EnSWIn: Environmental Support for Walking In India (pilot)
India is facing a growing burden of non-communicable diseases (NCDs), as well as risk factor for NCDs, such as inadequate physical activity (PA). The physical and social environments influence the physical activity patterns, and strategies to promote physical activity should include the creation of physical and social environments conducive to physical activity. The physical and social environments have undergone rapid alterations, including unplanned urbanisation, an explosion in motorized transport, reduced green cover, and increased air pollution, all of which may detract from outdoor physical activity, especially walking, among residents of India.
To understand the perceived environmental (physical and social) support for walking in India.
- determine perceived environmental support for walking;
- assess self-reported physical activity; and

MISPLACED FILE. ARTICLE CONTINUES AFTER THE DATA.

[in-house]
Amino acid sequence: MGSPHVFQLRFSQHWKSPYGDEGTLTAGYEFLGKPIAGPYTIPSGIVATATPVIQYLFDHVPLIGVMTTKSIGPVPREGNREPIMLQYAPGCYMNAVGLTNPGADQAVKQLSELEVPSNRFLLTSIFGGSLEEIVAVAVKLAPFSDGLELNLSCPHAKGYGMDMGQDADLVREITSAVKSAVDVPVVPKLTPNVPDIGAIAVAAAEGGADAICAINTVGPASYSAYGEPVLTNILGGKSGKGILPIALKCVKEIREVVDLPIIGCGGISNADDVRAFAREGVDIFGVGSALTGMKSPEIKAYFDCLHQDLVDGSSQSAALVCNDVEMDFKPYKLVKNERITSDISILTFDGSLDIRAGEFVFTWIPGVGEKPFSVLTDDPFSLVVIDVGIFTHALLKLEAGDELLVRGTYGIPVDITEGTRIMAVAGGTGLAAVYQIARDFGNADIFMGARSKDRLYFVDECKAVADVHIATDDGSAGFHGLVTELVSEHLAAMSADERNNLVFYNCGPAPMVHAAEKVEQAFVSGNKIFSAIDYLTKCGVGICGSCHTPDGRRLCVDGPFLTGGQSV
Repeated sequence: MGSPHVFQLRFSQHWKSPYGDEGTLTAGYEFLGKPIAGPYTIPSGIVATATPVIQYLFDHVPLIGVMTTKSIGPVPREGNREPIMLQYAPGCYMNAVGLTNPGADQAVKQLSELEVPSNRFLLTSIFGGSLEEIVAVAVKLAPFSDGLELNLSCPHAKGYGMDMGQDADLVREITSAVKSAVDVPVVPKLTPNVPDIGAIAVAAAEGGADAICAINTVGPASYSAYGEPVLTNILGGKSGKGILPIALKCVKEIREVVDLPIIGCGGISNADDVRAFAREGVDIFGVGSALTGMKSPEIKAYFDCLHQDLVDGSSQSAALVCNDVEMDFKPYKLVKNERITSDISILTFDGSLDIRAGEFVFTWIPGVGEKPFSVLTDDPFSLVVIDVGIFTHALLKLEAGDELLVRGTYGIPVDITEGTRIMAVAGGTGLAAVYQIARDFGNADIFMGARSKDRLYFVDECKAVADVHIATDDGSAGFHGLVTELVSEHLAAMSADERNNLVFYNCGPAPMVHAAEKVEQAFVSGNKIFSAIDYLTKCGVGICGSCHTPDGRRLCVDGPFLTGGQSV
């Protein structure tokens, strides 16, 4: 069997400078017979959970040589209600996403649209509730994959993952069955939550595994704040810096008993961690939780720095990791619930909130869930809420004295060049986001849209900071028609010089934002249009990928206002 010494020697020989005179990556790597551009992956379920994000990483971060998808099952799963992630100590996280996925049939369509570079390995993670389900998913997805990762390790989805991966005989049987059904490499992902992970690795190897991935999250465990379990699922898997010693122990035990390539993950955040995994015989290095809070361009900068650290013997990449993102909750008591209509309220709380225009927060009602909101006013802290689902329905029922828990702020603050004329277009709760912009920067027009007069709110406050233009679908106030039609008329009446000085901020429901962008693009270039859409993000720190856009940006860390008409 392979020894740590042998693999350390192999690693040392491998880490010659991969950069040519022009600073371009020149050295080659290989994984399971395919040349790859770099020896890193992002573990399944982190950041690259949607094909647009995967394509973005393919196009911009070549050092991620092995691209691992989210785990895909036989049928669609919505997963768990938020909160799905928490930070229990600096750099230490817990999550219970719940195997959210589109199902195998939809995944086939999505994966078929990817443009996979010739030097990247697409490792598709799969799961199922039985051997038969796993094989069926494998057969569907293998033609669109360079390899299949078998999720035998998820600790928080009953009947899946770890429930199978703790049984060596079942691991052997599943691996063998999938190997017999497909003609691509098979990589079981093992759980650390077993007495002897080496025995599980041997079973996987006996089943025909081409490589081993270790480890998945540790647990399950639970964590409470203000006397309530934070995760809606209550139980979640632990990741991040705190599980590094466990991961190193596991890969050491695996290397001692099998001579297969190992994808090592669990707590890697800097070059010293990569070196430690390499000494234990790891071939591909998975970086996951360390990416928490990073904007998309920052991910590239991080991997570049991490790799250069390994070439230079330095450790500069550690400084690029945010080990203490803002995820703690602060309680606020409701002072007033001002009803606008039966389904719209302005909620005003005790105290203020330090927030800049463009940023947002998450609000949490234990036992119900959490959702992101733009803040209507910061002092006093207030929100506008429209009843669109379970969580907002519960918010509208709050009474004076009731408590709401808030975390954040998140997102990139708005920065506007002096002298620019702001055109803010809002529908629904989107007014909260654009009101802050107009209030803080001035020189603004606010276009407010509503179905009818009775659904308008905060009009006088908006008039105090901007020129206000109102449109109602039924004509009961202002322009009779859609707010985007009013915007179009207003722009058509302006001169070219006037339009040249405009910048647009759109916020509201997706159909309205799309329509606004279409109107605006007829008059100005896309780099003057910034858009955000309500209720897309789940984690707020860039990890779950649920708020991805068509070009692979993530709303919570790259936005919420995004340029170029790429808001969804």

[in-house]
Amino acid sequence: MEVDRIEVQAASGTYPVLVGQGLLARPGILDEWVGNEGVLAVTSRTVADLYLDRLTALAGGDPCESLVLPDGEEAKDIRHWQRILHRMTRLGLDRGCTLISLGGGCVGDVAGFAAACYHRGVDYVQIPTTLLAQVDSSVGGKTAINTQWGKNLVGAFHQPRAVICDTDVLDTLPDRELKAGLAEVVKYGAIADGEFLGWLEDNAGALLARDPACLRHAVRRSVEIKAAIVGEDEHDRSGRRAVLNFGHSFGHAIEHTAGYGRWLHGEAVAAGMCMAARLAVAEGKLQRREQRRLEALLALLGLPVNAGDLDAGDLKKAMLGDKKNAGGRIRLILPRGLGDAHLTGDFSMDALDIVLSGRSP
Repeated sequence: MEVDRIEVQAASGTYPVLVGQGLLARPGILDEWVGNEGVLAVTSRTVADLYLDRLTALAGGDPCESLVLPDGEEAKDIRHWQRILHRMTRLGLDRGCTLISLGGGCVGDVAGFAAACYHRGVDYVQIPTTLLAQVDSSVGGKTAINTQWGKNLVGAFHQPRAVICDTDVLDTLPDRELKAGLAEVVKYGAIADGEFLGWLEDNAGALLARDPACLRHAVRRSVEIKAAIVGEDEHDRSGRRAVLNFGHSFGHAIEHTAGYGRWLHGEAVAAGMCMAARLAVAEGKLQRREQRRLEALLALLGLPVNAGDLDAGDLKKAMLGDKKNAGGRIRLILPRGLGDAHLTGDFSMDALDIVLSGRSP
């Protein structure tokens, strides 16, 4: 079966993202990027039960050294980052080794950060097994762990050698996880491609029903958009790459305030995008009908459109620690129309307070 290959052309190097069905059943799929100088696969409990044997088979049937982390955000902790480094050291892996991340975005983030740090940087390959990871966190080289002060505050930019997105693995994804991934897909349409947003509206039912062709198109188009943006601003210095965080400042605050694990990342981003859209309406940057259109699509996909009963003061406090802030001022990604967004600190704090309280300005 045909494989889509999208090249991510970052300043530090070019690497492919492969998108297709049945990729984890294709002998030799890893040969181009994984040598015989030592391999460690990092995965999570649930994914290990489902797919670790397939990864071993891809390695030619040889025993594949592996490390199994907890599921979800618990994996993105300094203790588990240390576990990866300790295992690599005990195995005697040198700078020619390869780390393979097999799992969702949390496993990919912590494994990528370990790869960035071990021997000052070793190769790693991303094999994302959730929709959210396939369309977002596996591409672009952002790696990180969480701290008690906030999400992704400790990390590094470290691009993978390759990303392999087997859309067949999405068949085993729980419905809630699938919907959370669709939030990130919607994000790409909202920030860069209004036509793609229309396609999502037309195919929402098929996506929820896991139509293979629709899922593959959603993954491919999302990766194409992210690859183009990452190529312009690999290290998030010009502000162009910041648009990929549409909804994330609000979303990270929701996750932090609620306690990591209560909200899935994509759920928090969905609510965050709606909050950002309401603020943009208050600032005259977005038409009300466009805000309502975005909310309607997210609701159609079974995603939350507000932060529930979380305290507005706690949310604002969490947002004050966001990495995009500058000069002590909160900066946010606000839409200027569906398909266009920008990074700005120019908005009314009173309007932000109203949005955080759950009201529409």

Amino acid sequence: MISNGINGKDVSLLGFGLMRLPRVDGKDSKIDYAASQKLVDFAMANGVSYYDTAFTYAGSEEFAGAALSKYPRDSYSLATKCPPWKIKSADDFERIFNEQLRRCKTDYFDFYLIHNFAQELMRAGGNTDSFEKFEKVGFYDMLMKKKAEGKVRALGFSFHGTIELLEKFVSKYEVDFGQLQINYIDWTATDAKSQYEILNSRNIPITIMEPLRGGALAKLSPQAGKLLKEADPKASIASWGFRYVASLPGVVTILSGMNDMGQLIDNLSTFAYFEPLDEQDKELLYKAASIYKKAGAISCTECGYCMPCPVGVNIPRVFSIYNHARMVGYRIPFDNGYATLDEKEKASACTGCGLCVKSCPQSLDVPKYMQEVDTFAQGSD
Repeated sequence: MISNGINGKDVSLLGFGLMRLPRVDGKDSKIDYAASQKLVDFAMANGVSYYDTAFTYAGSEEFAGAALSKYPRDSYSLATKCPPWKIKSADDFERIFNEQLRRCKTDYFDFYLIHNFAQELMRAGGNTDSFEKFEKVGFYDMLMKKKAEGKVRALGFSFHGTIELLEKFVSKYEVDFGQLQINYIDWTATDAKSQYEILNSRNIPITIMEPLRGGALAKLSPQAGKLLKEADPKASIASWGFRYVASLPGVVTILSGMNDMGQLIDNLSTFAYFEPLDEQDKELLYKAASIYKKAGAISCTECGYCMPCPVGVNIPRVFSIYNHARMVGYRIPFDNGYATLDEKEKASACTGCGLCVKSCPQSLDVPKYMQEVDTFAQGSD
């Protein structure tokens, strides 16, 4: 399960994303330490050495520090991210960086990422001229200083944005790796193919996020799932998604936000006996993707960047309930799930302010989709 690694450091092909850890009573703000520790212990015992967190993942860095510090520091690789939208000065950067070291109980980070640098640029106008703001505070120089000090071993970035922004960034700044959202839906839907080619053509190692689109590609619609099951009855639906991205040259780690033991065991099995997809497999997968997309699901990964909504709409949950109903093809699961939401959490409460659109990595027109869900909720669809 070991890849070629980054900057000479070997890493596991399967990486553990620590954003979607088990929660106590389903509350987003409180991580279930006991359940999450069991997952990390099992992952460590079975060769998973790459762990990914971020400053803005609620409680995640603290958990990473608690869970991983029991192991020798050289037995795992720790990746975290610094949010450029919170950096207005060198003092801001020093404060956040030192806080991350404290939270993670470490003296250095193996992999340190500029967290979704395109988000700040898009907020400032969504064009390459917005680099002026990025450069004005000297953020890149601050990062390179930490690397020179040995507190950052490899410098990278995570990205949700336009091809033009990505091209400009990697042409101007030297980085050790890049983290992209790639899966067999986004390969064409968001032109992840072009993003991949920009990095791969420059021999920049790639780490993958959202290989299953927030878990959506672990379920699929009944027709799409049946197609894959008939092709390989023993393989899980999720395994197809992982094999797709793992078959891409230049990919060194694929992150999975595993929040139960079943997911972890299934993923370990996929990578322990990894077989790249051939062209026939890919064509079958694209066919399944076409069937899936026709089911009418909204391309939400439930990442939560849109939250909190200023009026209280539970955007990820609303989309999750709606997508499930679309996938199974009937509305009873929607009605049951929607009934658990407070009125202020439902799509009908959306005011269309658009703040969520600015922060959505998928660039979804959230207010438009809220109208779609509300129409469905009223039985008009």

- examine the congruence of reported data on physical characteristics of the environment with Geographic Information System (GIS) data.
This study includes primary and secondary data collection, and uses surveys, photographs, and in-depth exploration of the perspectives of a subset of selected respondents. The findings will shed light on the association between built environment and physical activity in a wide range of adults living in different zones of the 2 study sites. The study will also document case studies of representative as well as unusual respondents in this study, to develop a deep and nuanced understanding of the available built environment support for regular physical activity, particularly walking (a basic activity that does not necessitate special equipment or training, and is highly responsive to the physical environment) in our study sites. Survey instruments that assess perceptions of the physical and social characteristics of the neighbourhood have been adapted for the populations in this study.
Survey data collection completed and data has been checked for completeness. Case study data collection has been initiated.
This study could pave the way to better understanding of, and action on, environmental support for health, particularly for disadvantaged populations who rely on government (and NGO) provision.